1. Headline
  1. Headline
updated 10/11/2006 7:59:18 PM ET 2006-10-11T23:59:18

A New Jersey college has criticized author Joyce Carol Oates over her latest short story, influenced in part by a student’s death.

  1. More Entertainment stories
    1. Autistic ballerina dances her way into hearts

      In a popular YouTube video, the beaming little ballerina dances an entire four-minute routine seemingly perfectly, matchin...

    2. Every on-screen drink in 'Mad Men' in 5 minutes
    3. See the 'Dancing' stars' most memorable moves
    4. Emmy's biggest snubs? Cranston, Hamm, more
    5. 'Toy Story' toys burn up in prank on mom

Her story, “Landfill,” published in the Oct. 9 issue of The New Yorker, is partly drawn from the case of John A. Fiocco Jr., 19, who went missing in March from The College of New Jersey. His body was later found in a Pennsylvania landfill.

Matt Golden, a college spokesman, said that Oates has the right to write whatever she wants, but the story has nevertheless caused some pain. “There are also people who were close to John and were loved ones who might have a difficult time with the story,” he said.

Oates, whose many books include “Them” and “We Were the Mulvaneys,” is a famously prolific author often mentioned as a candidate for the Nobel literature prize. In an e-mail sent Wednesday to The Associated Press, she likened the school’s criticism to the reaction of Muslim fundamentalists who issued a fatwa, or religious edict, against Salman Rushdie for his “The Satanic Verses.”

She said it is a case in which a writer draws upon real events to write a fictional story, but is then met with “astonishing hostility on the part of people who do not ’read’ fiction as symbolic or representational, but literal.

“Where I had hoped to evoke sympathy for a young man trapped in a nightmare situation, with symbolic resonance (I had thought) for all of us, I had succeeded, in some quarters at least, in arousing only great anger,” Oates said in the e-mail.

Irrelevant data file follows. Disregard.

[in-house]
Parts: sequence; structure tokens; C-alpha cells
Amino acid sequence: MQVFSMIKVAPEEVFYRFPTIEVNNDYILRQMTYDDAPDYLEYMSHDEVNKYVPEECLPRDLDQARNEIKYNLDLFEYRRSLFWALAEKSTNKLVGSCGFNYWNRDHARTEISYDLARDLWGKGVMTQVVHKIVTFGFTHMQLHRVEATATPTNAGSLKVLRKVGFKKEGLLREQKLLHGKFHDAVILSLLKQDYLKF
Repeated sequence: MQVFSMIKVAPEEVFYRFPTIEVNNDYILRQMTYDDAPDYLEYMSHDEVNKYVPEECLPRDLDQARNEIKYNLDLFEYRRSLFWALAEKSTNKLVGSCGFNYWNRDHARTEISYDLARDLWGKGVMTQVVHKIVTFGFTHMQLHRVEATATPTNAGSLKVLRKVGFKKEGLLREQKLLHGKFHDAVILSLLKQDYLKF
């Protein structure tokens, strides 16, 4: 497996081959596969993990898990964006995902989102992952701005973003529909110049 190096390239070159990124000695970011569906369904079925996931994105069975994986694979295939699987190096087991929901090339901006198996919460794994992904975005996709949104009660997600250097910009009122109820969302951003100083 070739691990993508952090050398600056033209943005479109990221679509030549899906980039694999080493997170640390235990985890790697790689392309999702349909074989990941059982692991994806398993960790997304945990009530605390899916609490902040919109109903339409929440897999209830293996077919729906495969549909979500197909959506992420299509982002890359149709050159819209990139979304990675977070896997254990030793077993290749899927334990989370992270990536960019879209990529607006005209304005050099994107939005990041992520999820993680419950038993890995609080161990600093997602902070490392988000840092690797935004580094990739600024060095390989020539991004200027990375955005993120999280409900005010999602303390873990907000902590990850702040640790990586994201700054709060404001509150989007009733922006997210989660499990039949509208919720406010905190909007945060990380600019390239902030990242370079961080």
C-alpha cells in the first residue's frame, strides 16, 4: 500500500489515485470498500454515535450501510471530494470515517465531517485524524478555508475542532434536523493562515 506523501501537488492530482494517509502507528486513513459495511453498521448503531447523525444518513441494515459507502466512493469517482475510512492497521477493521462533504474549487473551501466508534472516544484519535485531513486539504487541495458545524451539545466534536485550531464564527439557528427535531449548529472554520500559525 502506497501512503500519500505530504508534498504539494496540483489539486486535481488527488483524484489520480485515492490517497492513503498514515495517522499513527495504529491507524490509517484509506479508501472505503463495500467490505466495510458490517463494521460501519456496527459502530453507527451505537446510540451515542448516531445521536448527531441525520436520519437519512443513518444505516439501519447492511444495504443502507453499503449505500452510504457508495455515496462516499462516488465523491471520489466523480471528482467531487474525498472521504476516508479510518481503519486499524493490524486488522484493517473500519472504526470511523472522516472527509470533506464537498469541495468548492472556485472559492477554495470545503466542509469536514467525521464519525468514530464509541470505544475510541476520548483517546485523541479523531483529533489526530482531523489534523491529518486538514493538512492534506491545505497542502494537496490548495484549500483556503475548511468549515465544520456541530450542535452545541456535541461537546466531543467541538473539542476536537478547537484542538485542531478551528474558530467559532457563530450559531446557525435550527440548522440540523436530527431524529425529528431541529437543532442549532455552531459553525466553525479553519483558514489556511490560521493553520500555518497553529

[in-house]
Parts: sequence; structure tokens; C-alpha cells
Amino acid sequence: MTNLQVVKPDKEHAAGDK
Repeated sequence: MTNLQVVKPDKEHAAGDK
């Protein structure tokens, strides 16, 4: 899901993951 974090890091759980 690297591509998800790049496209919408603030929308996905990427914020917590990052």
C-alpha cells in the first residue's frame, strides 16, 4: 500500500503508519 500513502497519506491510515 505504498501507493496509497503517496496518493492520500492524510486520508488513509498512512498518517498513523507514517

Deborah Treisman, New Yorker fiction editor, said in a statement that the magazine wasn’t aware of the Fiocco case when it agreed to publish “Landfill,” but that Oates, a Princeton University professor, has since acknowledged that she used the case as a point of departure for the story.

“While there is a long history of fiction drawing on factual events, we regret it if the overlap here caused any distress,” Treisman said.

In “Landfill,” 19-year-old Hector Campos Jr., a freshman engineering student, is last seen behind a fraternity house at Michigan State University at Grand Rapids. He lands in the fraternity’s trash bin, and nearly a month later, his body is found in a landfill. Oates character, Campos, had been drinking. Friends of Fiocco said he had been drinking.

In hindsight, Oates said that she wishes some of the details of “Landfill” did not resemble the Fiocco case.

© 2012 The Associated Press. All rights reserved. This material may not be published, broadcast, rewritten or redistributed.

Discuss:

Discussion comments

,

Most active discussions

  1. votes comments
  2. votes comments
  3. votes comments
  4. votes comments

More on TODAY.com

  1. Doomed South Korean ferry’s captain taken into custody

    The captain of the sunken ferry in South Korea was taken into custody Friday and is facing five charges, including criminal negligence.

    4/18/2014 8:35:55 PM +00:00 2014-04-18T20:35:55
  2. Did South Korea ferry’s sharp turn cause it to sink?
  3. Teen ferry survivors comforted in devastated town
  1. Dylan Dreyer / TODAY

    The gang is back together! Prove you’re a big fan of Weekend TODAY

    4/19/2014 11:14:33 AM +00:00 2014-04-19T11:14:33
  1. Ticks that carry Lyme disease infecting more dogs, report says

    More dogs are testing positive for the bacteria that causes Lyme disease. That's according to a new report released by the Banfield Pet Hospital, which found a 21 percent increase in the number of infected dogs.

    4/19/2014 1:01:22 PM +00:00 2014-04-19T13:01:22